The Toronto Reel Asian International Film Festival (Nov. 8 -16) has ended yet another successful run, continuing to offer filmmakers and storytellers an integral platform to connect with audiences. I was fortunate enough to catch a couple of the feature films programmed at this year’s Reel Asian Film Festival but, unfortunately, I was left feeling underwhelmed by my selections.
The primary of objective of Goethe Films is to bring German cinema and television to Canadian audiences. Though the series is known for showcasing contemporary art house film, the selection this October is of a slightly different flavour. On October 4th, Goethe Films will host the exclusive Canadian premiere of Bad Banks, a co-produced German-Luxembourgish mini-series. I had to opportunity to chat with Jutta Brendemühl, curator of the Goethe Films series, about Bad Banks, and…
By: Jessica Goddard Unfortunately, just calling itself Another Kind of Wedding isn’t enough; this film isn’t any different from all the other wedding comedies out there. After all, no one makes a movie about a perfect wedding where everything goes right and everybody gets along.
Selected by members of WIFT-T (Women in Film and Television Toronto) from nominated films that best represent the filmmaking community, WIFT-T’s Spring showcase is known for its diverse work. That same consistency is maintained this year.
All of us should occasionally stop and consider how lucky we are to have the TIFF Bell Lightbox. On top of the populist arthouse fare that populates the majority of their schedule, the Lightbox occasionally introduces a brand-new audience to underrated, underappreciated, or simply underseen filmmakers. The latest addition to this tradition is the Goethe Institute-curated mini-retrospective, Ulrike Ottinger in Asia; a program of four features, three of which are Ottinger’s celebrations of various Asian cultures (the…
Focused on Toronto’s Regent Park, My Piece of the City follows a few local kids as they prepare for their community-inspired stage production, The Journey.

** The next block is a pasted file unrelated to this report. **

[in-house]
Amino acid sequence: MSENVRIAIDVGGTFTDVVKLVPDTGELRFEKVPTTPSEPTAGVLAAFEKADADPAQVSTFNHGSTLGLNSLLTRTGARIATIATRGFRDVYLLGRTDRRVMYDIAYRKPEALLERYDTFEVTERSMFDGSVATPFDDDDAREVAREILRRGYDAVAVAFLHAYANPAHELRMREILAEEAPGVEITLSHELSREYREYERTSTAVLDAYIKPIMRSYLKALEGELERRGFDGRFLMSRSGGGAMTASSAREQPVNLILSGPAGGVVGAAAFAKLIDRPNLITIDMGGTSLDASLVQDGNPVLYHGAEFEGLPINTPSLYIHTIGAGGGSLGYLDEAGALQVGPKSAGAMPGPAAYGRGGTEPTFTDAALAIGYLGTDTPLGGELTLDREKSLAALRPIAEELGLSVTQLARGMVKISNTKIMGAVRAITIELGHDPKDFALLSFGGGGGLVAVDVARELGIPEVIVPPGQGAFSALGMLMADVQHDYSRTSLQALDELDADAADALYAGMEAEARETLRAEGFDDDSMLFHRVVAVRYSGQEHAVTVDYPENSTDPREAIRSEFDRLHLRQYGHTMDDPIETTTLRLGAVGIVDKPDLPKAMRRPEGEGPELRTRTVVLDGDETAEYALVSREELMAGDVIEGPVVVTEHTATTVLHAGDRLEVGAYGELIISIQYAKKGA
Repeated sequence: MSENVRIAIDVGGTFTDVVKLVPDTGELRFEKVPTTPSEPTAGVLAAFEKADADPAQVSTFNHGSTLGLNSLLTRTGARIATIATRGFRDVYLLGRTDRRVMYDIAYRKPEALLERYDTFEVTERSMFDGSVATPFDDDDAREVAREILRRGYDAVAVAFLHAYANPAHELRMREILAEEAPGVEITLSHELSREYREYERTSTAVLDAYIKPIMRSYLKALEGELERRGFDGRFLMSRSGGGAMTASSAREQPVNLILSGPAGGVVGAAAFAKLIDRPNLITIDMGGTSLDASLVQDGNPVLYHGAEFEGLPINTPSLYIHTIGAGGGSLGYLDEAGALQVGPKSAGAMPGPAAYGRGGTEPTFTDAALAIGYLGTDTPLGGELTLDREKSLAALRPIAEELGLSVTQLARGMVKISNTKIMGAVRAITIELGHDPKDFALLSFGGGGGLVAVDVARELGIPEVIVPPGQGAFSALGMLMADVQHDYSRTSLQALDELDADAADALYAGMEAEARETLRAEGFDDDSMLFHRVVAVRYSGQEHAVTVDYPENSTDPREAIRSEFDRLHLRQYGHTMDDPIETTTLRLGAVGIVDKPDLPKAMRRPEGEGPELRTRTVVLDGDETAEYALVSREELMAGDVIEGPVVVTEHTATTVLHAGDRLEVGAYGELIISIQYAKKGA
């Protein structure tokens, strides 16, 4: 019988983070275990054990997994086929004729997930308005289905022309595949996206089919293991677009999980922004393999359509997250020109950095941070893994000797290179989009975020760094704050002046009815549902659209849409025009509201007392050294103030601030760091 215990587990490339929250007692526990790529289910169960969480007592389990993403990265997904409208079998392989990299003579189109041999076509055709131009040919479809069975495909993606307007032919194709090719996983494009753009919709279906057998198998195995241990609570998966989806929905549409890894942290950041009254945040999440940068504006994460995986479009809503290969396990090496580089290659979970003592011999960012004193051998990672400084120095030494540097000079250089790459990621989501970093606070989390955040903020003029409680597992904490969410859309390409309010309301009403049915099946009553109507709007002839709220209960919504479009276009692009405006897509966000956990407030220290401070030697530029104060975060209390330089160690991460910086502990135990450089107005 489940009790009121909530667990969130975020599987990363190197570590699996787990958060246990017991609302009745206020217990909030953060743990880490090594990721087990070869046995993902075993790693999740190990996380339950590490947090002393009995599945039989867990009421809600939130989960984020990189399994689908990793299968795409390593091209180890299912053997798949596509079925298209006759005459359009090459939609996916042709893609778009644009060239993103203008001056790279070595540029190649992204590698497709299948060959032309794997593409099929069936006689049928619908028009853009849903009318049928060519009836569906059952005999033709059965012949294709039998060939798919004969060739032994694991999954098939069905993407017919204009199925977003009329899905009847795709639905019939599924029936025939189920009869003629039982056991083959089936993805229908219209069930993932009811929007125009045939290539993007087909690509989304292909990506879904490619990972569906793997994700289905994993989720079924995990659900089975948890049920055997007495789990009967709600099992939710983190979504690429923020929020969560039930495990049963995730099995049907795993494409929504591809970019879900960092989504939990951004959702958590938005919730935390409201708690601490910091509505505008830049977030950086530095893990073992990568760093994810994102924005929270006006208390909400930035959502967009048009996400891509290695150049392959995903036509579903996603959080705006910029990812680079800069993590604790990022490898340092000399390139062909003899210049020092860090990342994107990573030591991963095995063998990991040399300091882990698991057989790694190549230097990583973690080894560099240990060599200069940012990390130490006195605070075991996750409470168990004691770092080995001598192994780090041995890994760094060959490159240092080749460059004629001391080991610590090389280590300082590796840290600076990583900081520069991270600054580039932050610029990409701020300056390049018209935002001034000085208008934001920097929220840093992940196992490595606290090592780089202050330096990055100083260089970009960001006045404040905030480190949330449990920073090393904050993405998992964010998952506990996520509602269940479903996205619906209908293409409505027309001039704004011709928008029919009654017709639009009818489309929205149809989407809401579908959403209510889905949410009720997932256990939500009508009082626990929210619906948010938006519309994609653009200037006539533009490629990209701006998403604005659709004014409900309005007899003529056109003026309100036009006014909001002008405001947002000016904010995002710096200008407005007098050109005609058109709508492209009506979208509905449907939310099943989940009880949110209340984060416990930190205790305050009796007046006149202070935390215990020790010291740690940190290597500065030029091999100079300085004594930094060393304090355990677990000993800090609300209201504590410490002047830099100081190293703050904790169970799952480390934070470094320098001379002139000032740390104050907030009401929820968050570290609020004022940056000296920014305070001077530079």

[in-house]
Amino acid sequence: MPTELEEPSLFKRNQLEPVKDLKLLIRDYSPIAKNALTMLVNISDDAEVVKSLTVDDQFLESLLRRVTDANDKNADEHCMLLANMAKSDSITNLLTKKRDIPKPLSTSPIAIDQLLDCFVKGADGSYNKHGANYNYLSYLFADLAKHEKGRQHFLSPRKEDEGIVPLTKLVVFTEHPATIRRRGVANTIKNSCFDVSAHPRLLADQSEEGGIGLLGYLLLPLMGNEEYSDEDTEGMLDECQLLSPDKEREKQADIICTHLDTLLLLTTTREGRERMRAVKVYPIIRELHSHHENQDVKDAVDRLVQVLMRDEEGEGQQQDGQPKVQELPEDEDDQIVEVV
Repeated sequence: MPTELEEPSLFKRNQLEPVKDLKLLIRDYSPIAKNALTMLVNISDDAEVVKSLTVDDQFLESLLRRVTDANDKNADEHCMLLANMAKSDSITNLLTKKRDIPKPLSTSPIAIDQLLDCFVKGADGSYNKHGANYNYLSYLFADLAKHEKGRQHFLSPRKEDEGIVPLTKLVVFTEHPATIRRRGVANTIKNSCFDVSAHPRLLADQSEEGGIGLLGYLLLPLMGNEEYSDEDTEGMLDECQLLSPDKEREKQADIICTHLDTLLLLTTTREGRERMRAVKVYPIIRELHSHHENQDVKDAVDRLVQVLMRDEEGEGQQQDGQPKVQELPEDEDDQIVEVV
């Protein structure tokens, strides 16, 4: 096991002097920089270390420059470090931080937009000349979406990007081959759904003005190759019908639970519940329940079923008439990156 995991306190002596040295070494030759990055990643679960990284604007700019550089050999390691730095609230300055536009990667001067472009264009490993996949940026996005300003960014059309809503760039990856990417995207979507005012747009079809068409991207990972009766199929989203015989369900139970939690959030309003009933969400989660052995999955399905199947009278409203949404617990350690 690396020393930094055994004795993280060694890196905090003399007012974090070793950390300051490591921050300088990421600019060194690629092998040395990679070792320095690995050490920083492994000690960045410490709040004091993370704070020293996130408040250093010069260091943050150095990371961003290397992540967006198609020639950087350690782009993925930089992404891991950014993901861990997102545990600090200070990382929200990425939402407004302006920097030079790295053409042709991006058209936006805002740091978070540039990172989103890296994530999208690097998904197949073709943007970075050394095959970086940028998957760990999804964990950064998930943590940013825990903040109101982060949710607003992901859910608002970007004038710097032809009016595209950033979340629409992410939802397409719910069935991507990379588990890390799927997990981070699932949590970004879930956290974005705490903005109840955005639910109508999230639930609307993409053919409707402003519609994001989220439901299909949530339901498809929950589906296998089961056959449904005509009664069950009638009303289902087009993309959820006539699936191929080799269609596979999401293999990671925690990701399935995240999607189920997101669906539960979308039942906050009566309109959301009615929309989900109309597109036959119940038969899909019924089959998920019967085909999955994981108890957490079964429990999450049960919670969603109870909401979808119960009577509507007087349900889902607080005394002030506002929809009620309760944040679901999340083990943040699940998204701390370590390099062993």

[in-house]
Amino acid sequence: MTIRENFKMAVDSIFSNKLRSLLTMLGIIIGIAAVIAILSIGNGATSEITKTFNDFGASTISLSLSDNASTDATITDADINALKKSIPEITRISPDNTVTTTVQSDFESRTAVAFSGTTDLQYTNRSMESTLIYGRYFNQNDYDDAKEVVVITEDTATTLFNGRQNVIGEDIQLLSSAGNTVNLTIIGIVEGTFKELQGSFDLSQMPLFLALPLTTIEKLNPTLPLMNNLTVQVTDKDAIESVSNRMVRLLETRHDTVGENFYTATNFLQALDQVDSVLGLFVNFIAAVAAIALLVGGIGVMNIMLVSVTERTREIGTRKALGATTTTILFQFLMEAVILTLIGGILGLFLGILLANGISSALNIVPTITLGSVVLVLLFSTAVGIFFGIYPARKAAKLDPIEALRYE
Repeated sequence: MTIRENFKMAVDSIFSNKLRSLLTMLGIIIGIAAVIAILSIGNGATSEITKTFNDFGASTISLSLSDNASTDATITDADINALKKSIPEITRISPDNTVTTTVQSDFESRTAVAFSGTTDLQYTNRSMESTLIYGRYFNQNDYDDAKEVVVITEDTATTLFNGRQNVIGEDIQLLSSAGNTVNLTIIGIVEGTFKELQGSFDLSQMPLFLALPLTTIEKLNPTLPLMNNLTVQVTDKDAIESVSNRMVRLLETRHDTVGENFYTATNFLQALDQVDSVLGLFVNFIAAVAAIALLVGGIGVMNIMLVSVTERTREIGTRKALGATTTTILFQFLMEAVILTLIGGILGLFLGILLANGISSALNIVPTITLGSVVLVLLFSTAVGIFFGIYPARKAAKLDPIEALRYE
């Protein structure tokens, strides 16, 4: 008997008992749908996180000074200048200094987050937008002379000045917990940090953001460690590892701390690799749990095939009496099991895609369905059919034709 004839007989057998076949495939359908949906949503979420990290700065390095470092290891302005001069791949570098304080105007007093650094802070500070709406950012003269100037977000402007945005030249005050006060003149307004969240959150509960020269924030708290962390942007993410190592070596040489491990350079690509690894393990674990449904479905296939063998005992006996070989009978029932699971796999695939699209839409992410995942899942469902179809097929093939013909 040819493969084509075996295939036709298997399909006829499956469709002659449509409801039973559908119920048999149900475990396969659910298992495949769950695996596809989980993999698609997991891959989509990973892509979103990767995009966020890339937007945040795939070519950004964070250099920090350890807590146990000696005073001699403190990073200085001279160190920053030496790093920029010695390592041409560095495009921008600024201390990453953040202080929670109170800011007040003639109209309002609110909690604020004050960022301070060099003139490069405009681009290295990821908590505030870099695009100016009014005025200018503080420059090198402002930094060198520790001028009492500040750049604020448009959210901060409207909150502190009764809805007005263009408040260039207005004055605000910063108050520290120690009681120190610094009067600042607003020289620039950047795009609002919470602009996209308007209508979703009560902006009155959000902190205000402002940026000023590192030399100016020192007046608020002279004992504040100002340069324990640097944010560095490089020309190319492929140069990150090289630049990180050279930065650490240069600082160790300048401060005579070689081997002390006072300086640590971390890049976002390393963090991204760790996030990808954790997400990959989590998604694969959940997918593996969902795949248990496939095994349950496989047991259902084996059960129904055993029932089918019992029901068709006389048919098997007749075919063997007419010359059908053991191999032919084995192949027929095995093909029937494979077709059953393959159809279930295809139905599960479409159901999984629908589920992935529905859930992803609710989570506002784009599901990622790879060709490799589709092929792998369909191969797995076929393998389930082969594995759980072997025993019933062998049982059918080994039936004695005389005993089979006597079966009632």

By: Nick van Dinther Some films can be accused of lazy storytelling and a lack of risk. Well, neither apply to Peter Lynch’s Birdland. Unfortunately, Lynch’s convoluted ambition makes Birdland a very difficult film to follow.
This year, immersive and transmedia theatre group The Secret Sessions is throwing a Shaun of the Dead party/immersive theatre experience just in time for Halloween.
Signs posted around a low-income housing block in Toronto announcing “new developments” promises desirable changes, but it’s the community who are woefully anticipating the shift. This upcoming demolition, in pending stages of growth, means permanent relocation for these residents. Kids and teenagers are encouraged to direct their focus on other, less stressful interests, such as poetry and music.
There’s an art project titled White Night. It’s a collaborative between five filmmakers (Sonny Atkins, P.H. Bergeron, Brian Hamilton, Matt Purdy, Dan Slater) and it chronicles six fictitious stories during Toronto’s Nuit Blanche – an all-nighter dedicated to art. One of the characters, a struggling artist named Emily, contributes a cumbersome piece made entirely out of stacked cardboard boxes. People pass by and heckle at it, while Emily fumes and eventually releases the tension through a…